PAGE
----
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Meeting Plant-Based Demand in China and Southeast Asia

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Aileen Supriyadi Bio
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Elisa Lin Bio

Plant-based food demand in Asia is rooted in a long history of plant-based eating, including traditional foods such as soy drinks and tofu. The rise of Western-style plant-based diets in recent years has brought new dynamics to the Asian market where exciting innovations drive awareness and trial in both foodservice and retail. Meanwhile, local players are actively giving local twists to products, leading to increasing product availability.

Consumer perceptions around nutrition, taste and affordability remain key challenges for the growth of the plant-based food industry in Asia, as they do elsewhere. However, one key difference is that the sustainability narrative is a relatively weak driver in Asia compared with the west. Nevertheless, there are positive developments, such as the growing popularity of oat milk in several countries, such as China and Japan, and the significantly increased varieties and formats of the products available in Southeast Asia.

Oat milk’s success indicates channel and positioning potential in China

Oat milk is, in terms of performance, the most outstanding plant-based alternative in the recent plant-based trend in China, having achieved steady return consumption after its debut in 2018 when Oatly appeared in boutique coffee shops for the first time. Now, the oat latte has become a permanent item across the country, and the application of oat milk has evolved to product types such as ice cream and baked goods. In retail, oat milk has grown to account for 2.5% of the plant-based milk market in 2022.Meeting Plant-Based Demand in China and Southeast Asia Chart 1.svg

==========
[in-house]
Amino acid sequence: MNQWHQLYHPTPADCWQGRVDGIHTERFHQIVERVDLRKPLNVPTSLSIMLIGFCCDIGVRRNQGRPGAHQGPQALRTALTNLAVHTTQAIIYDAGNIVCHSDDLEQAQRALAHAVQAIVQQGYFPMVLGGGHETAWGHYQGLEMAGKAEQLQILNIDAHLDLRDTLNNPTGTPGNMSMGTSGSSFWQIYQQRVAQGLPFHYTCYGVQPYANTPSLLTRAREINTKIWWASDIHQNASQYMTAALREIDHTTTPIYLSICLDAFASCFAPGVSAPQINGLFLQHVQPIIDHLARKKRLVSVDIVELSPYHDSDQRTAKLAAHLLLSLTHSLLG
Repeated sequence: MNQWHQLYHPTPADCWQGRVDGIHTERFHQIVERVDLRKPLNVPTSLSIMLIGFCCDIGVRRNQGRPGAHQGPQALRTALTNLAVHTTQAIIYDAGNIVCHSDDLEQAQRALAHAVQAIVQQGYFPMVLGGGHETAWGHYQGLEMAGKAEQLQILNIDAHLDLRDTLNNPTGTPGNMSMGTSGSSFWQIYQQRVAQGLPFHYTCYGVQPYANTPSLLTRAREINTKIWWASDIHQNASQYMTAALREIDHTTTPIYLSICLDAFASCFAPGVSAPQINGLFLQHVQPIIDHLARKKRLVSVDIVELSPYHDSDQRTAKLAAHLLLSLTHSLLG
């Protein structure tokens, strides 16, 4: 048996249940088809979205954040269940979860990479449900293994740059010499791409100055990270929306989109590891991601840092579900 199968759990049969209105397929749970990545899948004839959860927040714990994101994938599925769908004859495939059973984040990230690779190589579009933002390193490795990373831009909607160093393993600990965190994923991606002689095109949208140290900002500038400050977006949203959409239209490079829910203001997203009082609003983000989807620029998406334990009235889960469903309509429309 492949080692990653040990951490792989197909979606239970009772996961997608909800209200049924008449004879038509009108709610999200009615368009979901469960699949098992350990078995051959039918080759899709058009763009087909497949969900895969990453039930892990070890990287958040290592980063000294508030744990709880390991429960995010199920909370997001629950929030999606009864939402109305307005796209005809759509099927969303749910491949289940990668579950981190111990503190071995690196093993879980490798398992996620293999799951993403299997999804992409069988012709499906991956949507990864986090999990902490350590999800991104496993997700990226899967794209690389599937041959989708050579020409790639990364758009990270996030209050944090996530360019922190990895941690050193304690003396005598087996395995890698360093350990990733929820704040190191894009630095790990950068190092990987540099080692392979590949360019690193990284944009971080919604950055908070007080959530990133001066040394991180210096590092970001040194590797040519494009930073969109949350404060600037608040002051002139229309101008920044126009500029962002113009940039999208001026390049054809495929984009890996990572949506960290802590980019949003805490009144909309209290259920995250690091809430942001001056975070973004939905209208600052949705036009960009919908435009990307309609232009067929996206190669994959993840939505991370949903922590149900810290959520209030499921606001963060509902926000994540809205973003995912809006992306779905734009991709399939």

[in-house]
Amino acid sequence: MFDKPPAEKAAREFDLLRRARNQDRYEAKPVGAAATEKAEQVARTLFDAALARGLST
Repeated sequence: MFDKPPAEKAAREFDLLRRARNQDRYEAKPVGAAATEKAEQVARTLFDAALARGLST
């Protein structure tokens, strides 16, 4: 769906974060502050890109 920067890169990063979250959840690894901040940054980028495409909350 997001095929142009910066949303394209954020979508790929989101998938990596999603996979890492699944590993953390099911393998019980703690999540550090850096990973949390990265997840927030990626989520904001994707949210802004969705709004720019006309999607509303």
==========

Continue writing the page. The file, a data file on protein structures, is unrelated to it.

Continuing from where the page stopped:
The story of oat milk in China indicates where potential growth areas might lie for plant-based alternatives in the future. Firstly, foodservice has proved to be an effective market entry point. This is also the case for plant-based meat, where the sales volume in foodservice increased by 258.4% over the period 2020-2022. Given that both outlets and sales of foodservice channels such as coffee and tea shops are expected to grow steadily, sales of plant-based alternatives through foodservice are expected to increase accordingly. And retail sales are expected to benefit as consumers will become more familiar with plant-based foods through foodservice.

Secondly, positioning plant-based products as an occasional alternative for a novel experience might be more aligned with consumer perceptions than challenging animal-based products directly with a sustainability or nutrition narrative. Oat latte has won consumers over mainly due to its unique taste. Following the success of the oat latte, the coconut milk-based latte has also achieved phenomenal popularity for its exotic sweetness and fragrance in coffee drinks.